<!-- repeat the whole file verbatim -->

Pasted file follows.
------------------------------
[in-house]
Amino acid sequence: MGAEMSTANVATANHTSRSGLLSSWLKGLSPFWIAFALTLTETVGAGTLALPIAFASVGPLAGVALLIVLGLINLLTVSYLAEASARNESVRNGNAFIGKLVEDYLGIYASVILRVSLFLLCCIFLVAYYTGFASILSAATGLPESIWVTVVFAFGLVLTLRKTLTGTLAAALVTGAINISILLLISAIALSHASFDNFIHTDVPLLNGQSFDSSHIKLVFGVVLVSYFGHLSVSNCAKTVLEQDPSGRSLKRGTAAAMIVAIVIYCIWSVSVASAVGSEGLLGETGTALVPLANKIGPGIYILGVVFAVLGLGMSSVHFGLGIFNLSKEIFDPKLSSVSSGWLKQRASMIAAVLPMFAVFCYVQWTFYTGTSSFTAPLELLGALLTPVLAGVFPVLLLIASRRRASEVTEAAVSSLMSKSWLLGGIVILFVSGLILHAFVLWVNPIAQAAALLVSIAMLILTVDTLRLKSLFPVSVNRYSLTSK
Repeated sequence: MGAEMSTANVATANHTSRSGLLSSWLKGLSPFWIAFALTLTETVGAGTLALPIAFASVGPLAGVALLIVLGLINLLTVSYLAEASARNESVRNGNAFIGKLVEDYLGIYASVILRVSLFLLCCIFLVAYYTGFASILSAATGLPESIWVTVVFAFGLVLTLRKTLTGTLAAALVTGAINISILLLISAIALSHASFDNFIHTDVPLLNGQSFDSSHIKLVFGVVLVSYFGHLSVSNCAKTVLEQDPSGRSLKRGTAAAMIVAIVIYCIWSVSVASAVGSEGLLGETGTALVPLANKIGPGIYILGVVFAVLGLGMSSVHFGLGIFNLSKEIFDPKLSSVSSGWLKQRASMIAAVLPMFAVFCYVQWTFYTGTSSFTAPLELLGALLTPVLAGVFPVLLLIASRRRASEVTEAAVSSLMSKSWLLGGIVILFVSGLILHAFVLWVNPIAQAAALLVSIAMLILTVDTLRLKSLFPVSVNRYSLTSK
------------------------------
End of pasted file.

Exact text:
[in-house]
Amino acid sequence: MGAEMSTANVATANHTSRSGLLSSWLKGLSPFWIAFALTLTETVGAGTLALPIAFASVGPLAGVALLIVLGLINLLTVSYLAEASARNESVRNGNAFIGKLVEDYLGIYASVILRVSLFLLCCIFLVAYYTGFASILSAATGLPESIWVTVVFAFGLVLTLRKTLTGTLAAALVTGAINISILLLISAIALSHASFDNFIHTDVPLLNGQSFDSSHIKLVFGVVLVSYFGHLSVSNCAKTVLEQDPSGRSLKRGTAAAMIVAIVIYCIWSVSVASAVGSEGLLGETGTALVPLANKIGPGIYILGVVFAVLGLGMSSVHFGLGIFNLSKEIFDPKLSSVSSGWLKQRASMIAAVLPMFAVFCYVQWTFYTGTSSFTAPLELLGALLTPVLAGVFPVLLLIASRRRASEVTEAAVSSLMSKSWLLGGIVILFVSGLILHAFVLWVNPIAQAAALLVSIAMLILTVDTLRLKSLFPVSVNRYSLTSK
Repeated sequence: MGAEMSTANVATANHTSRSGLLSSWLKGLSPFWIAFALTLTETVGAGTLALPIAFASVGPLAGVALLIVLGLINLLTVSYLAEASARNESVRNGNAFIGKLVEDYLGIYASVILRVSLFLLCCIFLVAYYTGFASILSAATGLPESIWVTVVFAFGLVLTLRKTLTGTLAAALVTGAINISILLLISAIALSHASFDNFIHTDVPLLNGQSFDSSHIKLVFGVVLVSYFGHLSVSNCAKTVLEQDPSGRSLKRGTAAAMIVAIVIYCIWSVSVASAVGSEGLLGETGTALVPLANKIGPGIYILGVVFAVLGLGMSSVHFGLGIFNLSKEIFDPKLSSVSSGWLKQRASMIAAVLPMFAVFCYVQWTFYTGTSSFTAPLELLGALLTPVLAGVFPVLLLIASRRRASEVTEAAVSSLMSKSWLLGGIVILFVSGLILHAFVLWVNPIAQAAALLVSIAMLILTVDTLRLKSLFPVSVNRYSLTSK